Google will pay news publishers for content starting later this year

Google to pay publishers for news content

Google will start paying for some news content after complaints from publishers. FOX Business’ Susan Li with more.

Google announced on Thursday that it will be paying publishers for "high-quality content" for a news service that the tech giant is expected to launch later this year.

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The company says the program will diversify its support for news businesses; Google has partnered with local and national news outlets in Australia, Germany and Brazil to start, but the program will expand. It is unclear from the blog post how much Google will pay publishers for content.

"This program will help participating publishers monetize [publishers] content through an enhanced storytelling experience that lets people go deeper into more complex stories, stay informed and be exposed to a world of different issues and interests," Brad Bender, Google News' vice president of product management, said in a blog post.

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The program will also allow News Initiative users to view paywalled content on publishers' websites, which will allow them to expand their audiences and give more people opportunities to read exclusive content.

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"We are always keen to explore innovative ways to attract readers to our high-quality content," Stefan Ottlitz, managing director of Germany's SPIEGEL Group, said in a statement. "This interesting new partnership with Google will allow us to curate an experience that will bring our award-winning editorial voice into play, broaden our outreach and provide trusted news in a compelling way across Google products."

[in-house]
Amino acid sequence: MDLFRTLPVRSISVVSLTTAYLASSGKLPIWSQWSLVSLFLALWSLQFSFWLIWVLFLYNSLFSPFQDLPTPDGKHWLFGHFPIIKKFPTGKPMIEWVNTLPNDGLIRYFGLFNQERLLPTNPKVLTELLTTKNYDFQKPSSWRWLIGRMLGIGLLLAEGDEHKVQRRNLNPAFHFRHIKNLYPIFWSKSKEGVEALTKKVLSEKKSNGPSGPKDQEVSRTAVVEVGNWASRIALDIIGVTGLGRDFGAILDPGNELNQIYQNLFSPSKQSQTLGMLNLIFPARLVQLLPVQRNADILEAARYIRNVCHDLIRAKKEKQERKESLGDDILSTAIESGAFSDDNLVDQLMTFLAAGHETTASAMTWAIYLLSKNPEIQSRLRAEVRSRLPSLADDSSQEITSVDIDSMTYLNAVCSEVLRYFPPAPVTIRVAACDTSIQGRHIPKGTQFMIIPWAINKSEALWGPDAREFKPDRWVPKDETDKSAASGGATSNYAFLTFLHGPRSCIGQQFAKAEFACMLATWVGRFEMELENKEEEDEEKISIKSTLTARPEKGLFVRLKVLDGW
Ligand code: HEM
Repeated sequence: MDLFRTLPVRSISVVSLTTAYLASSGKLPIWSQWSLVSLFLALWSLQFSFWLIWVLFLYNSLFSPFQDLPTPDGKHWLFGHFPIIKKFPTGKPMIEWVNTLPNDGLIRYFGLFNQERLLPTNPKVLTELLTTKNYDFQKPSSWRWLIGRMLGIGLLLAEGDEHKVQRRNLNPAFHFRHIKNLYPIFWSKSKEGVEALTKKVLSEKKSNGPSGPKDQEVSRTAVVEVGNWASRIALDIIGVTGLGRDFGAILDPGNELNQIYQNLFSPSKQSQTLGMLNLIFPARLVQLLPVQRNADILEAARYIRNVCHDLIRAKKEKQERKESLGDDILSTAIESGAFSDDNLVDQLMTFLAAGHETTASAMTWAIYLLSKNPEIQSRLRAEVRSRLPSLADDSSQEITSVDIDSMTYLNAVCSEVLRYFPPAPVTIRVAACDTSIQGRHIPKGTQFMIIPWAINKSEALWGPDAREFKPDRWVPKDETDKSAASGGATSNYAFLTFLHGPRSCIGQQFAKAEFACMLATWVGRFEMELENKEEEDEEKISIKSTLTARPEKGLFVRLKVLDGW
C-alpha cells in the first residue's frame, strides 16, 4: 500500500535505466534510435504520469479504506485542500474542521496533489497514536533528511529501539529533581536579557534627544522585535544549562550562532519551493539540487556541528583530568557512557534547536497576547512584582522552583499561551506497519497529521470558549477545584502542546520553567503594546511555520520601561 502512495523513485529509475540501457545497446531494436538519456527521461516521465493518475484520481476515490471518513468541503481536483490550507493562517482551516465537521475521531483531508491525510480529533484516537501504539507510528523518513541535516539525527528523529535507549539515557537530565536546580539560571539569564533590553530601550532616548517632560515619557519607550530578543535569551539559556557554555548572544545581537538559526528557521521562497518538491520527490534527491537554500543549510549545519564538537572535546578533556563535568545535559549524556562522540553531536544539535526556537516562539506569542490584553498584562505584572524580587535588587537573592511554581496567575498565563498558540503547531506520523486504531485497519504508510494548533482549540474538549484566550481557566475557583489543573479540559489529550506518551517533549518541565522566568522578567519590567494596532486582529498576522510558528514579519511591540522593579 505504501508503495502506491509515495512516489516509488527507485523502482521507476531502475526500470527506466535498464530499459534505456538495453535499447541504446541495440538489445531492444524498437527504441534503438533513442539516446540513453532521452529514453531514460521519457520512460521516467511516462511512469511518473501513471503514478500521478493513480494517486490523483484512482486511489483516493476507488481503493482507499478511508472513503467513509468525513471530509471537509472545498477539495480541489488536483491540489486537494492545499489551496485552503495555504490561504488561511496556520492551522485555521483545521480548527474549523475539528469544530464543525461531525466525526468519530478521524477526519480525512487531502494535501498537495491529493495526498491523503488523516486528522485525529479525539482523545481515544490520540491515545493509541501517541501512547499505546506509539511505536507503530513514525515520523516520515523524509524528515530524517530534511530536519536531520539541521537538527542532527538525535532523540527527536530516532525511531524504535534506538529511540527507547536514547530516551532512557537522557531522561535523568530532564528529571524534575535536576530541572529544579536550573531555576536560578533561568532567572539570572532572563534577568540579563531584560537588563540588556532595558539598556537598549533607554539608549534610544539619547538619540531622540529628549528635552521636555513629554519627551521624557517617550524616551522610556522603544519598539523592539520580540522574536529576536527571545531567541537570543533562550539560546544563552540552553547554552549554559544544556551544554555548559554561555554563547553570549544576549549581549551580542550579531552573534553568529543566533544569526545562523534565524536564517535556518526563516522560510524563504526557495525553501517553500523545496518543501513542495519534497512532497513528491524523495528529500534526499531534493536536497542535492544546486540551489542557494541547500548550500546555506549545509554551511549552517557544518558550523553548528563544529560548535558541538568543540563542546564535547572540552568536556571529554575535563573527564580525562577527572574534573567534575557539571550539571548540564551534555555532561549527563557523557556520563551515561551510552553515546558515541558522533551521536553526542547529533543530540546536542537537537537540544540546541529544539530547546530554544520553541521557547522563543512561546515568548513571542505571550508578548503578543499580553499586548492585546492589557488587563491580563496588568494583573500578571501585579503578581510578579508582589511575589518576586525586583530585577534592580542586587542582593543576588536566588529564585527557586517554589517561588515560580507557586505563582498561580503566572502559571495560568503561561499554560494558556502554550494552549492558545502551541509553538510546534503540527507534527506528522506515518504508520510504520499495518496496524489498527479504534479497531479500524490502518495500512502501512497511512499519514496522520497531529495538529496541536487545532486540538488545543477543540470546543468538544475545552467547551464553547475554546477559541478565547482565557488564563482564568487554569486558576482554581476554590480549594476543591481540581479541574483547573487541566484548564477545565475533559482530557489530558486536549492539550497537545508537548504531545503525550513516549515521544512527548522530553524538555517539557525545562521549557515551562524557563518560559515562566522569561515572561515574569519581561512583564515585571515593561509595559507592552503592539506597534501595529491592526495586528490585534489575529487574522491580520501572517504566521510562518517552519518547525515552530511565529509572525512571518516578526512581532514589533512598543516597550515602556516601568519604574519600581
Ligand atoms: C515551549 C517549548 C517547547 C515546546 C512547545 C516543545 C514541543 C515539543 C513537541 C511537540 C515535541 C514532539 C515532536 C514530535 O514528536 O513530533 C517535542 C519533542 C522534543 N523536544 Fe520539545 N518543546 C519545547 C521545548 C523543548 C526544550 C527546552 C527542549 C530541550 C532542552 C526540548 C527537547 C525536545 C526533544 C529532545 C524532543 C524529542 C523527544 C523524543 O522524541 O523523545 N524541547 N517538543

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Google said in February that it was looking at new ways to expand its work with journalists and build upon its Google News Initiative, which launched in 2018 as a way to promote local journalism efforts and integrate tech like artificial intelligence and cloud storage within the news industry.

During the coronavirus pandemic, the Google News Initiative provided funding to more than 5,300 local news outlets, waived ad fees for certain outlets and provided $15 million to the Support Local News Campaign.

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The announcement comes after the News Media Alliance, a trade association representing more than 2,000 U.S. news media organizations, sent a letter last week to Attorney General William Barr accusing Google of misusing "its monopoly power to compensate news publishers at rates far below the that which would prevail in a competitive market."

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"In a competitive market, news publishers would be able to resist Google's abusive demands by exercising their copyrights to withhold their content unless and until acceptable terms were negotiated. But Google now has so much power as the dominant online platform … that it has been able to force acquiescence from publishers for the use of their content," the letter reads.

Google came under fire last week after it banned financial blog ZeroHedge from publishing ads on the platform and warned online magazine The Federalist of a similar ban if it did not moderate its comment section to meet Google's policies.

Google, Facebook and Amazon dominate the U.S. digital ad market.

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